Earlier this year I was turned on to the great work of the Acumen Fund.

In short, the Acumen Fund is fighting global poverty by investing “patient capital” in for-profit companies that deliver goods and services to the poor.

The Acumen Fund is a bold new way of talking poverty that is about dignity, not dependence, and choice, not charity.

At their recent annual investor gathering, the Acumen Fund shared some truths they have discovered along the way of tackling global poverty:

  1. Dignity is more important to the human spirit than wealth.
  2. Neither grants nor markets alone will solve the problems of poverty.
  3. Poverty is a description of someone’s economic situation; it does not describe who someone is.
  4. We won’t succeed in the long term without cultivating local leaders, local money, and strong local communities.
  5. Great people, every time, no exceptions.
  6. Great technology alone is not the answer.
  7. If failure is not an option, you have ruled out success as well.
  8. Governments rarely invent solutions, but they can scale what works.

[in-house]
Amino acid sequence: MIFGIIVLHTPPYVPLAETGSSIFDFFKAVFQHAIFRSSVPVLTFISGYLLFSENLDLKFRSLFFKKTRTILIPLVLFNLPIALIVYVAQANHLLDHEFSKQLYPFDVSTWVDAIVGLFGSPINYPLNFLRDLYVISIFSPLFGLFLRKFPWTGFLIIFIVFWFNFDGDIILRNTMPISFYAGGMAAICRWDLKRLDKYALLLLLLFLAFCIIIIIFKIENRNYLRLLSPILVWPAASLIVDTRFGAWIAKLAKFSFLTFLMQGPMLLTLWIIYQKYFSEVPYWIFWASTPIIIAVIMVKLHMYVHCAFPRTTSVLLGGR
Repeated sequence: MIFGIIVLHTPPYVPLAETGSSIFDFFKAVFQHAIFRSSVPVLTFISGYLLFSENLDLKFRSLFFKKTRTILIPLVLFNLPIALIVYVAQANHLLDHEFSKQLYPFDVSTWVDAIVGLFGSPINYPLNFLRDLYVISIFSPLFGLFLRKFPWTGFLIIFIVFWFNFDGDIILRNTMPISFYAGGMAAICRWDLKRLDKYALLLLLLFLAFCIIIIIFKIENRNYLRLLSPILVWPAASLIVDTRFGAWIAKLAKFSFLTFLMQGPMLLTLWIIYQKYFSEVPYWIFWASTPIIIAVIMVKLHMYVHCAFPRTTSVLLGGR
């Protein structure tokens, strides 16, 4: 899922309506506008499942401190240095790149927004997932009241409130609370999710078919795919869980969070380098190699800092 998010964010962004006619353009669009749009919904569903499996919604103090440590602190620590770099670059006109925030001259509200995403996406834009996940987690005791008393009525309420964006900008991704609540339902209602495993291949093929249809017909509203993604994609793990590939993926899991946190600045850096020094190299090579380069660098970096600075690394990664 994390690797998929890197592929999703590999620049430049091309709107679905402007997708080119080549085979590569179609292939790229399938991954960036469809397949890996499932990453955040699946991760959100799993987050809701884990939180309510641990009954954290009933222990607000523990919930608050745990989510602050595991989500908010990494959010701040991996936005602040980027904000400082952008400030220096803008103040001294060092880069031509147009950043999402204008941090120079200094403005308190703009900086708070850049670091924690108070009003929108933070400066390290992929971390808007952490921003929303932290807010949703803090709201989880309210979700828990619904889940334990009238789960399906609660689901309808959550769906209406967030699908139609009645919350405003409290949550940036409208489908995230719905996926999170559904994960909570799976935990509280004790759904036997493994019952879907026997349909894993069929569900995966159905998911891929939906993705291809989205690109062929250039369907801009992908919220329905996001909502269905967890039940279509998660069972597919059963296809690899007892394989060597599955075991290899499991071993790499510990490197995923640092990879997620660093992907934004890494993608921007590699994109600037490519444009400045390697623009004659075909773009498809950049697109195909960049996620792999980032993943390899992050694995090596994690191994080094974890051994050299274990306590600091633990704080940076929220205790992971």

9. There is no currency like trust, and there are no shortcuts to earning it.
  10. Patient capital investing is built upon a system of values; it is not a series of steps to be followed.

Poverty is a chronic disease, one as long-term and horrible as many diseases that we’ve managed to eradicate over the years. 

The cure for this disease, though, is the action it takes to bring access, hope and dignity to the people who need it.

The opposite of poverty is not wealth, it is dignity.

We need a new kind of moral leadership, one that is rooted in values.

Organizations like Acumen and other NGOs doing amazing job of tackling global poverty, you have touched millions of people.

Tackling poverty is work that now matters in the developing world.

Any entrepreneur or marketer can learn a lesson from how new systems create new markets, and how an infinite increase in income or productivity can change everything. Everything.

We can learn so much from people who have less in their lives, than we can learn from people who have plenty.

The above 3 minutes video clip about Asking strangers for food vs Asking the Homeless for food is a remarkable illustration.

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